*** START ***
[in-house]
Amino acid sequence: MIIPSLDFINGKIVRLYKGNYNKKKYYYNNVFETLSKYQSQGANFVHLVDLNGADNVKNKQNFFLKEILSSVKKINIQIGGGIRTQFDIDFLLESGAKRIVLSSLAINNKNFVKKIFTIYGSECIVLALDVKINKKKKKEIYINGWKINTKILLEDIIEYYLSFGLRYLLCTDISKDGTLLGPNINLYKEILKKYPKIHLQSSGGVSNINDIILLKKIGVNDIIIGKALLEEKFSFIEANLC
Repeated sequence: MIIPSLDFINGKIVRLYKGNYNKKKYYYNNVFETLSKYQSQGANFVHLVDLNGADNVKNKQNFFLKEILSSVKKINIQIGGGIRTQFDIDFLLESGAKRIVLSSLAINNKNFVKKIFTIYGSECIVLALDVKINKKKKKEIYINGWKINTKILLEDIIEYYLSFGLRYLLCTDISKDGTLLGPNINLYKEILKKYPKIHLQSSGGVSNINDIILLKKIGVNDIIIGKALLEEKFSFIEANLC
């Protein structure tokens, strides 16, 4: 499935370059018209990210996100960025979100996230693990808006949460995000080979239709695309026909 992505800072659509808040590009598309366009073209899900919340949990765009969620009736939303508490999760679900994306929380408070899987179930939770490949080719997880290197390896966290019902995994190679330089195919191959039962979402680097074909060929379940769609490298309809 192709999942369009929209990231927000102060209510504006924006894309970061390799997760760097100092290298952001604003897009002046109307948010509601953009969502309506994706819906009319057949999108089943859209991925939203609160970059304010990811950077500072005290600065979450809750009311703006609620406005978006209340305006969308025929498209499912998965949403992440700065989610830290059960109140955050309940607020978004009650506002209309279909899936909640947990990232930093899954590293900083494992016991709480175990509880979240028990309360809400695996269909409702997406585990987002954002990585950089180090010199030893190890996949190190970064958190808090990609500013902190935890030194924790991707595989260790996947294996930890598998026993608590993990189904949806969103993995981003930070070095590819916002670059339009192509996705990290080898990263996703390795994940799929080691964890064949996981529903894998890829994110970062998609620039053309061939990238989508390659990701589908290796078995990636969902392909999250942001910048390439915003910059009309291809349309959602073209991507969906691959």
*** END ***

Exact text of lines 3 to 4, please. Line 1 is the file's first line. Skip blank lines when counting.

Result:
Repeated sequence: MIIPSLDFINGKIVRLYKGNYNKKKYYYNNVFETLSKYQSQGANFVHLVDLNGADNVKNKQNFFLKEILSSVKKINIQIGGGIRTQFDIDFLLESGAKRIVLSSLAINNKNFVKKIFTIYGSECIVLALDVKINKKKKKEIYINGWKINTKILLEDIIEYYLSFGLRYLLCTDISKDGTLLGPNINLYKEILKKYPKIHLQSSGGVSNINDIILLKKIGVNDIIIGKALLEEKFSFIEANLC
């Protein structure tokens, strides 16, 4: 499935370059018209990210996100960025979100996230693990808006949460995000080979239709695309026909 992505800072659509808040590009598309366009073209899900919340949990765009969620009736939303508490999760679900994306929380408070899987179930939770490949080719997880290197390896966290019902995994190679330089195919191959039962979402680097074909060929379940769609490298309809 192709999942369009929209990231927000102060209510504006924006894309970061390799997760760097100092290298952001604003897009002046109307948010509601953009969502309506994706819906009319057949999108089943859209991925939203609160970059304010990811950077500072005290600065979450809750009311703006609620406005978006209340305006969308025929498209499912998965949403992440700065989610830290059960109140955050309940607020978004009650506002209309279909899936909640947990990232930093899954590293900083494992016991709480175990509880979240028990309360809400695996269909409702997406585990987002954002990585950089180090010199030893190890996949190190970064958190808090990609500013902190935890030194924790991707595989260790996947294996930890598998026993608590993990189904949806969103993995981003930070070095590819916002670059339009192509996705990290080898990263996703390795994940799929080691964890064949996981529903894998890829994110970062998609620039053309061939990238989508390659990701589908290796078995990636969902392909999250942001910048390439915003910059009309291809349309959602073209991507969906691959």